Despite their best intentions, executives fall prey to cognitive and organizational biases that get in the way of good decision making. In this series, we highlight some of them and offer a few effective ways to address them.
Our topic this time?
The perils of executive typecasting
The new CFO at a medical-device company has heard nothing but positive things about a line of products, now in their third generation, from the Consumer Health Division. According to her detailed review of the company’s entire portfolio, however, this product line has been underperforming compared with others, and the numbers are continuing to slide. On a team call with the operating and business unit heads of consumer health, the CFO hints that it might be a good time to divest. “Classic CFO: always looking for ways to cut costs,” the division executives observe as they trade instant messages among themselves. On the call, they wage a loud campaign against divestiture, noting the financial and reputational risks of doing so. When the meeting ends, the CFO thinks twice about bringing up the idea of divestiture with the CEO and other members of the executive-leadership team (ELT). There is strong institutional support for this product line, clearly. Given the response she just received, would the ELT even welcome her contrarian viewpoint?
A common obstacle to good decision making is executives’ adherence to role theory, a concept in sociology and psychology that suggests that most people categorize themselves and others according to socially defined roles—as a parent, a manager, or a teacher, for instance. They adopt norms associated with designated roles, behave accordingly, and, in a form of groupthink, expect others to do the same.1 At the medical-device company, all that the operating and business unit heads could see was a relatively new CFO making an overly conservative proposal in line with her role. “Playing it safe is just what CFOs are supposed to do,” they felt. This role-based perspective allowed them to discount the CFO’s idea out of hand without fairly evaluating its merits. It also raised doubts for the very early tenured CFO about the best way to present new ideas to this group and the ELT.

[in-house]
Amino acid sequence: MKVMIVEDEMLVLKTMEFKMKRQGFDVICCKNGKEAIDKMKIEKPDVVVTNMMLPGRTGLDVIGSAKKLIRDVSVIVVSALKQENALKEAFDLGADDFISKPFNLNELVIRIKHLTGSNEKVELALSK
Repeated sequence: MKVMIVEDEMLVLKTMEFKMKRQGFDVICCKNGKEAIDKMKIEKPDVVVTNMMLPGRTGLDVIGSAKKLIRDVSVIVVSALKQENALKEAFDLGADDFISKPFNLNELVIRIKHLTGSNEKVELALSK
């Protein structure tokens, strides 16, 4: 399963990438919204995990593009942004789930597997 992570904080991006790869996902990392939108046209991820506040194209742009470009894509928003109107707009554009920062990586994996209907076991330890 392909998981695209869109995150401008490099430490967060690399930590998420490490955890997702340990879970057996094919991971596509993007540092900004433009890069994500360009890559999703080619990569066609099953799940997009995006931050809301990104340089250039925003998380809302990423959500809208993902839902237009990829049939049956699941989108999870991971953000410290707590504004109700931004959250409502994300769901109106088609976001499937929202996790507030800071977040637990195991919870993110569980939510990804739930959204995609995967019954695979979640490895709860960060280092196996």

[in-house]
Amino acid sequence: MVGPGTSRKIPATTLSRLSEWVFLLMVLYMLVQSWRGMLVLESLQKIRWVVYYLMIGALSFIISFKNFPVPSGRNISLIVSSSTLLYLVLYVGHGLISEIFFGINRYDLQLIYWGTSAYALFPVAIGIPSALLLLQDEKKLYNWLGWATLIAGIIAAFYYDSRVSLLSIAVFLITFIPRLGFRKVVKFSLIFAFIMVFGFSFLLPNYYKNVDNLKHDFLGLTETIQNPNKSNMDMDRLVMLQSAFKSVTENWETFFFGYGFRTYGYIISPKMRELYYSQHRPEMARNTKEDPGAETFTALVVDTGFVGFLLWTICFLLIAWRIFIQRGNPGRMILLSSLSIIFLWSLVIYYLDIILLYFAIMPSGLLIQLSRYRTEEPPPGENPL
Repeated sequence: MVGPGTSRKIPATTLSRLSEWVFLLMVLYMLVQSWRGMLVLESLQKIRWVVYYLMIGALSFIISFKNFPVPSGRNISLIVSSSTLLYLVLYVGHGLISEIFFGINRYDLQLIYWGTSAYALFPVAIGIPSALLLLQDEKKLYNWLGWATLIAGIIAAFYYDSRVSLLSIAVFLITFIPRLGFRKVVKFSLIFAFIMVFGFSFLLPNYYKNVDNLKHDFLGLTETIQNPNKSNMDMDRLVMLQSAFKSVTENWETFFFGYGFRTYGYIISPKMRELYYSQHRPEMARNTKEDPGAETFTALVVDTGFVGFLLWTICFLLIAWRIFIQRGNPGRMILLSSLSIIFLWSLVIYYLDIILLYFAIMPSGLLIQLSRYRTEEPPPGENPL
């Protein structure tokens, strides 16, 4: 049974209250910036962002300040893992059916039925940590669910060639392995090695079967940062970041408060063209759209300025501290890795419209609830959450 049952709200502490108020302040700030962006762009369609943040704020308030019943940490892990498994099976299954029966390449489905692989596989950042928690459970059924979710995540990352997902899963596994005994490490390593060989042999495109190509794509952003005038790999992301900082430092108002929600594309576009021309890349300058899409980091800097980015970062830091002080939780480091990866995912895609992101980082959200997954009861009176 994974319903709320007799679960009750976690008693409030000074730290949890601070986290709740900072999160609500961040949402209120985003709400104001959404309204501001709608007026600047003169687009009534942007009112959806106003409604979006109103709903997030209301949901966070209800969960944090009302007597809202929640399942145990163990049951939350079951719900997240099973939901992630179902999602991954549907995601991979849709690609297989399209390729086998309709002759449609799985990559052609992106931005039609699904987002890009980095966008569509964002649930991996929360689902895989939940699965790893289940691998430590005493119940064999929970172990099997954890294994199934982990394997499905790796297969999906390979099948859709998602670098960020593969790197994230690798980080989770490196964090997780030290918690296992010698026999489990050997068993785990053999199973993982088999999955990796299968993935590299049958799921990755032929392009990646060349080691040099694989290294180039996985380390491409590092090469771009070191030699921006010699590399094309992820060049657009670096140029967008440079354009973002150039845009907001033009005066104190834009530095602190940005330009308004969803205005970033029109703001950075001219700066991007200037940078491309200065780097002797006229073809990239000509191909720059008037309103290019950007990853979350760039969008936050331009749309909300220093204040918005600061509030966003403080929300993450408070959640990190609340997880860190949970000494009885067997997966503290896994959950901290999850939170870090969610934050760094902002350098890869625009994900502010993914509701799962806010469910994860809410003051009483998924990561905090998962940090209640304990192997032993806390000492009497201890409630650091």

A common obstacle to good decision making is executives’ adherence to role theory, a concept in sociology and psychology that suggests that most people categorize themselves and others according to socially defined roles.
Organizations must actively encourage dissent and make it safe for individuals at all levels, regardless of role, to share contrarian ideas. In this case, if the CFO could separate her idea to divest from her status in the organization, she might get a fairer shake from everyone involved.
One way to do that would be to engage individuals and teams in a “what you have to believe” assessment, highlighting the discrepancies between the product line’s current performance and the resources needed to bring it back to premier status. Such an assessment could put more facts into and structure around strategy discussions.
Alternatively, the CFO could engage colleagues with a range of perspectives (outside of the usual suspects in finance and the C-suite) to help make objective cases for both investing in the asset and divestiture. Bringing in someone from the commercial side—such as a product manager who could speak to the current and historical performance of the devices in question, or a sales representative who could do the same—could provide a reality check against prevailing perspectives. The CFO could then lead a group discussion on the most likely outcomes.
With those other voices in the room, it might be easier for business unit and operating executives to stop making assumptions about the CFO’s motivations and consider the clear facts about the business situation at hand. And having gone through this impartial assessment and collected all the necessary data, the CFO would be better prepared to share with the ELT her perspective on the potential risks and benefits of divestiture—as a strategy for growth and definitely not just a controller’s attempts to control.